Norvan Falls in North Vancouver is one of the best year-round hikes in the Vancouver area for several reasons. It leads to a spectacular waterfall, for one. It also runs through a very beautiful old-growth rainforest and along Lynn Creek, offers some mountain scenery, and it’s likely snow-free for most part of the year.
When it rarely gets snow, it remains accessible (a pair of microspikes are recommended though) and has a different kind of magical vibe. Either way, it’s one of our favorite winter hikes in Vancouver. It’s a good choice even on a rainy day, because you’re in the lush forest, as protected as you can be.
This is our guide to the Norvan Falls hike, with everything you need to know for a delightful outing.
Norvan Falls trail hiking info:
Norvan Falls parking and trailhead in Lynn Headwaters Regional Park
Since it’s a pretty Lynn Valley waterfall which is relatively easy to access, Norvan Falls is usually busy. People spread out on the trail, but parking can be challenging, especially in the summer months when the rest of Lynn Headwaters Regional Park trails are open, too.
So get there early (before 9 am) to secure your parking spot, ideally in the northernmost parking lot of Lynn Headwaters Regional Park. If you find it full, try to park in the other lots along the road, then walk to the trailhead. It adds some distance, but the terrain is easy, and you won’t really have a choice, anyway. When you reach the northernmost parking lot, walk across the Lynn Creek Bridge to start the hike.
Lynn Headwaters Regional Park has paid parking, except for the winter months. However, there’s no time limit, you can leave your car there for the full day.
Norvan Falls trail
Norvan Falls is a 14 km round trip on a fairly flat trail. It follows Lynn Creek for the most part, and you’ll end up in the peaceful wilderness. You’ll cross small creeks on the way, and cute little wooden bridges lead over some of them (the other option is that you jump). Some of these creek crossings are steeper, there might be large roots you need to step over, but nothing actually difficult. If you have time, take one or two of the side trails that take you down to the river.
The very first section of this hike is called the Lynn Loop. It loops back to the trailhead, but you’ll follow the Cedars Mill Trail to continue further. After 4 km you’ll reach a rocky clearing, also known as “the debris chute”. On your left a narrow trail leads down to the water, but the trail to Norvan Falls leaves Lynn Creek at this point. Enjoy the view of the surrounding mountains, then head up further in the forest. The hike continues on the Headwaters Trail.
This last section on the Headwaters Trail can get very muddy in the wetter part of the year (which is most of the year in Vancouver). Waterproof hiking boots are strongly recommended. In exchange, you can marvel at the thick moss blankets and hangs from the tree branches, and the large mushrooms grown out of the trees.
You’ll hear Norvan Falls before you see it. A steel suspension bridge crosses Norvan Creek to your left, but this is not the way to go. Walk over the bridge if you fancy, then get back and head right, following the creek uphill. When you notice the waterfall, get down to the river on the large rocks and tree stumps, and pick on to sit on and take in the views.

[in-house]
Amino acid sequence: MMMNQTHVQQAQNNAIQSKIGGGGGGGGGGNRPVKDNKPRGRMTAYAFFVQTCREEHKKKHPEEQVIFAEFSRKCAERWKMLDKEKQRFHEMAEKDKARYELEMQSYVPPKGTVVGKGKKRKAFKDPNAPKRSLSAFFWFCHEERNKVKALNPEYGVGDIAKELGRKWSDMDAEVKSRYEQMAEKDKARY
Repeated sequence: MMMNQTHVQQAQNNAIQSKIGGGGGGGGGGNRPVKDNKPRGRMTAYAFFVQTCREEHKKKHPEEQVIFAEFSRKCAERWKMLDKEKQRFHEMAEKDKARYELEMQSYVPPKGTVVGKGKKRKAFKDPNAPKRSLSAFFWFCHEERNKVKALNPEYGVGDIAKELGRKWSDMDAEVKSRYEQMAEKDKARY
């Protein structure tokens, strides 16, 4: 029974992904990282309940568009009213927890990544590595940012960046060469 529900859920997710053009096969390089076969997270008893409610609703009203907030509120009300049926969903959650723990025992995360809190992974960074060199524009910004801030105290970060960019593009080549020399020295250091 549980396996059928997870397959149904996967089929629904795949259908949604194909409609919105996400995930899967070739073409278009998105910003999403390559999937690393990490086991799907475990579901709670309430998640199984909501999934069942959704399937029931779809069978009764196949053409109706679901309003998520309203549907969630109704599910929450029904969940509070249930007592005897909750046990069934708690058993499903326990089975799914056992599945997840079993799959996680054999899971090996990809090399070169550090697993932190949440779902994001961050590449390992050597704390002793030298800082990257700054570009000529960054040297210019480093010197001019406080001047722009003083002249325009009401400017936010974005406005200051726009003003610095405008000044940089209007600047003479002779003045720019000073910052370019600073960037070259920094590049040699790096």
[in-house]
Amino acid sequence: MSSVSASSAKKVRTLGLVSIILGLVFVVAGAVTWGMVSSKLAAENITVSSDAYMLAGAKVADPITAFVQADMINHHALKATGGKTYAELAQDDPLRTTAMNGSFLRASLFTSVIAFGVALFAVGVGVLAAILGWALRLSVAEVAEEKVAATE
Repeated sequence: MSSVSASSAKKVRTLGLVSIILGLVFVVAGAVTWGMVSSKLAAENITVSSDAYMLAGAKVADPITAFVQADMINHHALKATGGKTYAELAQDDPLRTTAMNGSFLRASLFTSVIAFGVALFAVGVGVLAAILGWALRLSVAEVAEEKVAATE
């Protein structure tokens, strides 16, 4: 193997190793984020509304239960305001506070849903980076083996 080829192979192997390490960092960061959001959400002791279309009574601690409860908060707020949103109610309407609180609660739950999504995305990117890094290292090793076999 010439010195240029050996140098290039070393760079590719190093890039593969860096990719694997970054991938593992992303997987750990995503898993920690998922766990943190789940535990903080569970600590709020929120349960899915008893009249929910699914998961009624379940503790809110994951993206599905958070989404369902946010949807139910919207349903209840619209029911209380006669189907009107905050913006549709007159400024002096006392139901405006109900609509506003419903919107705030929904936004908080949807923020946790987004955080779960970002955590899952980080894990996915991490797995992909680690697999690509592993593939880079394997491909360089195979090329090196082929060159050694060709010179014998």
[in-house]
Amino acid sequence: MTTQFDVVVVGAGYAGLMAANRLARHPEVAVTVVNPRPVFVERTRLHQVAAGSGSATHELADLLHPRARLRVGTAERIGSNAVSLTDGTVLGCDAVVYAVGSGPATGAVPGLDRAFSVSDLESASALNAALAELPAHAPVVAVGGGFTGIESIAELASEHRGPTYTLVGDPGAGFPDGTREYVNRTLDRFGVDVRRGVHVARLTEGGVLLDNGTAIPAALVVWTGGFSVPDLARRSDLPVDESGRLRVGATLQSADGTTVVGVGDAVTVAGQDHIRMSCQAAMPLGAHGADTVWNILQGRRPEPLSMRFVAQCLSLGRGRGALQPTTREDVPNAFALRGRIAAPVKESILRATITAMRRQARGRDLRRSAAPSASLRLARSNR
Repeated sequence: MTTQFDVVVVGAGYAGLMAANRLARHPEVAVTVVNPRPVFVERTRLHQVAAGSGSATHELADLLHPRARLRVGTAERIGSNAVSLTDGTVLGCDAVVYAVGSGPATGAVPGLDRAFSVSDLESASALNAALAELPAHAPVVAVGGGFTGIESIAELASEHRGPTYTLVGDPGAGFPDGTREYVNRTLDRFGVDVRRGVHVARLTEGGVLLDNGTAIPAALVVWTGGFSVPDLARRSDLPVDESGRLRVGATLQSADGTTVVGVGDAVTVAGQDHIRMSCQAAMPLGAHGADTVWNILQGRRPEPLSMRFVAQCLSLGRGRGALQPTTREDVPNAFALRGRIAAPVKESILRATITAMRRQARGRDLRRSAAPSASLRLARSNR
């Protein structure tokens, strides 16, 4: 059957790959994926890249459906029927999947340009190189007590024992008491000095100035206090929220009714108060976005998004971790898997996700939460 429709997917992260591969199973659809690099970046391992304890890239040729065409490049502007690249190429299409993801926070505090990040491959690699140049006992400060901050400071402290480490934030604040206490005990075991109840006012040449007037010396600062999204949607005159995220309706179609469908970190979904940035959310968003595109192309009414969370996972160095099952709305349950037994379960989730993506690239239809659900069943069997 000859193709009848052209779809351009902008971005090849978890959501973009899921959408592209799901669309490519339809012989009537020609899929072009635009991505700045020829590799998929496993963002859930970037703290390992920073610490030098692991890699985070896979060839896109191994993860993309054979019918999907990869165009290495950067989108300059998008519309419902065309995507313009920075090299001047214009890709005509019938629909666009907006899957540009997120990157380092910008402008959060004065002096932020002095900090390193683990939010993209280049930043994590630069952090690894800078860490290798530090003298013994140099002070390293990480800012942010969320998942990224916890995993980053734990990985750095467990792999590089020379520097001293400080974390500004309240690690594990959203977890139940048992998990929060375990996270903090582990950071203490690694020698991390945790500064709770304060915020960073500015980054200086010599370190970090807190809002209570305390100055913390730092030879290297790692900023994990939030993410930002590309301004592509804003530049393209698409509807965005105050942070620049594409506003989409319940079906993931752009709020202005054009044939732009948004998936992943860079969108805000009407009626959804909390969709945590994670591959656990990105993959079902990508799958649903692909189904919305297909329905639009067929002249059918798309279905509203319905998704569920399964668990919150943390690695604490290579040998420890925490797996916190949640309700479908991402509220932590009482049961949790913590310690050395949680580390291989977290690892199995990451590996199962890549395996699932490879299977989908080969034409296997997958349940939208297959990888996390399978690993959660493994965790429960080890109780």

30 meters tall Norvan Falls, surrounded by lush greenery, is an enchanting sight. If the water levels are low enough, you can cross the creek to get a closer view. You can even venture to the base of the falls and swim in the small pool beneath. Be extremely careful though, because the wet rocks and logs are slippery.
Return to the trailhead on the same path, or a slightly longer way on the other side of the Lynn Loop.
How difficult is the Norvan Falls hike?
In a nutshell: it’s a long, but easy hike. It’s 14 km there and back, but the elevation change is a few hundred meters altogether. Most people need about 4-6 hours to complete the hike, but it depends on how long you stop at Norvan Falls (and how many pictures you take).
It’s safe to hike year-round, we enjoyed nice views of the snowy mountains towering above Lynn Creek in winter. The trailhead is easily accessible from Vancouver, and no wonder it’s popular among hikers, trail runners, dog walkers and families with children. It’s a lovely hike for everyone.
What is the best time to hike to Norvan Falls?
This hike cools you down in summer, and it’s easy to do on wet, cloudy, chilly days in the colder months, too. Since there are no views other than the waterfall, your hike won’t be ruined even if the weather conditions are far from perfect. The hike along the creek and the waterfall are lovely, no matter the conditions.
We recommend hiking to Norvan Falls in the shoulder season, because too many wonderful hikes in the Vancouver and Whistler area are only accessible during the short summer. However, if conquering peaks is not your thing, anyway, Norvan Falls trail is just as pleasant in the summer as in any other season.
Our favorite time though? When it gets some fresh snow. This doesn’t happen often, as Metro Vancouver is usually snow-free for most of the winter. But in the past couple of winters, there were one or two weeks when the city had a stunning white blanket, and this is a magical time to hike to Norvan Falls. Just make sure to have a pair of microspikes, because the steeper creek bed crossings can get quite slippery in the snow.